Don’t cheer for gridlock

In The Meaning of Democracy and the Vulnerabilities of Democracies: A Response to Tocqueville’s Challenge, Vincent Ostrom argues that a democratic society must be a self-governing society. Not just one that’s designed the right way.

By explaining why people need to be able to use persuasion and work together to solve their problems to keep democracy healthy, Ostrom gives us a useful way to think about a common concern: gridlock. Libertarians often cheer for gridlock. We shouldn’t. And not just because it’s tone deaf. 

The authors of The Federalist argue for the American system of checks and balances as a failsafe. “A dependence on the people is, no doubt, the primary control on the government; but experience has taught mankind the necessity of auxiliary precautions. ” (Hamilton or Madison, Federalist 1) Checks and balances are meant to compensate for a “defect of better motives” among the people. In other words, for when people don’t oppose government overreach.

(In Canada, representative government and the three branches are supposed to guarantee ‘good government’. Checks and balances don’t exist here. The main check on the federal government is the power of the provinces. Perhaps because cities and towns aren’t given powers by our constitution, provinces have a much easier time pushing through unpopular policy.)

That Madison and Hamilton felt the need to guard against a “defect of better motives implies that varying degrees and types of opportunism prevail in public affairs. Such a system is obviously vulnerable to stalemate unless conflicts are mediated by processes of conflict resolution in a culture of inquiry using ideas to give expression to possibilities in shaping and reshaping emergent patterns of order.” (Ostrom, 12, emphasis mine.)

The basic idea is that the federal government shouldn’t pass laws that aren’t in everyone’s best interest. Not in everyone’s best interest according to a few experts, but according to everyone. The people who control the government shouldn’t be able to tell those who don’t to “deal with it” and force their policies through. If there isn’t consensus, people are supposed to work together to find a solution (or multiple solutions), as they would if the government wasn’t involved. Checks are meant to stop bad laws, but also to tell governments to go back to the people and make a case for them.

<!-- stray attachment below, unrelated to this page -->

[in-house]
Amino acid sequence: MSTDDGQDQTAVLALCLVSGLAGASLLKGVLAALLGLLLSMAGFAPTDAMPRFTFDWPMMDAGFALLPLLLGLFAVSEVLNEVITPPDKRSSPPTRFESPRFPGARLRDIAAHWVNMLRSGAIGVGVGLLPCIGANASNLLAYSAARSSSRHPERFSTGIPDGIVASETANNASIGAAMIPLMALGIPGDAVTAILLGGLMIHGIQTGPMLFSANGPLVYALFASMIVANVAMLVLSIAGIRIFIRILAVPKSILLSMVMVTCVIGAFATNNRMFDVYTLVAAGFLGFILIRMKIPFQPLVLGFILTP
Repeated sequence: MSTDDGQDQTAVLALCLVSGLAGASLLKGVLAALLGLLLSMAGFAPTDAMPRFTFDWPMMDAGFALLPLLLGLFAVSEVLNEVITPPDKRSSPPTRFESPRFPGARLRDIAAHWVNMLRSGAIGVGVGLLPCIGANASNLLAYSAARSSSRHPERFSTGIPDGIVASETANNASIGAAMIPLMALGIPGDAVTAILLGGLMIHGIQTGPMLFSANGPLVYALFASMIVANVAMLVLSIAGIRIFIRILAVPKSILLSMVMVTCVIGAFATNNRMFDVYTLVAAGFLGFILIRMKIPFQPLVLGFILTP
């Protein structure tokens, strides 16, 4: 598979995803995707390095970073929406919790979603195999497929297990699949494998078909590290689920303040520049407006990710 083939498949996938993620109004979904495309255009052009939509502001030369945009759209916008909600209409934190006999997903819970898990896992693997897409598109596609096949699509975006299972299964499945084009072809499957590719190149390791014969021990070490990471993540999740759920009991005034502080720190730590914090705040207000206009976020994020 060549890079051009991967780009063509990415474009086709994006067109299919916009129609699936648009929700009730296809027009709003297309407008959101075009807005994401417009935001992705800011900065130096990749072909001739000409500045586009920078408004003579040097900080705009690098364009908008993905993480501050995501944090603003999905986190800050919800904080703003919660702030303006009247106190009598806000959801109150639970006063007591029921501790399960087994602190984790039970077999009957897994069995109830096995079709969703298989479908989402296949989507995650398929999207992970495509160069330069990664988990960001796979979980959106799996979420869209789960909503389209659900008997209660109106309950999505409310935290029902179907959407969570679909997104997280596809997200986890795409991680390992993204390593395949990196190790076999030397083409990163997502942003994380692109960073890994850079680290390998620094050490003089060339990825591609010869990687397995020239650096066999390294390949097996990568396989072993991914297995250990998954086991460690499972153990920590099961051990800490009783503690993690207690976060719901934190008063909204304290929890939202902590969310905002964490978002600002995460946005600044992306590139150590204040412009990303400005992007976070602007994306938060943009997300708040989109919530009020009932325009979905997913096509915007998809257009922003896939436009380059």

Seen in this light, gridlock performs two functions. First, it pumps the brakes when a democratic population loses its head and tries to railroad through policies that would hurt individuals and minorities (this is the “Tyranny of the Majority” that Madison fears). But it also acts as a warning that the ability of society to self-govern is in trouble.

Ostrom argues that checks and balances might be a good failsafe, but they’re no substitute for people who want the freedom to solve their own problems. The problem with running into gridlock when people don’t want to bother with problem solving is that going back to the people because checks and balances stop a bill in its tracks is just another kind of problem solving.

Remember that if people don’t believe they can solve the problems they face, they will turn to the government to solve them. If they turn to the government to solve their problems, then restraining the government looks a lot like restraining the ability to solve problems. So, of course, people discard their support for limits on the government in order to get things done.

If we get into gridlock more often because people are worse at voluntary problem solving and voluntary problem solving is required to pass laws, then we end up with a bad combination: Gridlock plus an inability to get out of gridlock.

Ostrom tells us that’s not something fans of democracy or small government should cheer for. That’s a very bad sign.


This post discusses the first preface and first chapter of Vincent Ostrom’s The Meaning of Democracy and the Vulnerabilities of Democracies: A Response to Tocqueville’s Challenge. I first discussed this chapter hereAll page references are from the University of Michigan Press 2009 [1997] paperback edition.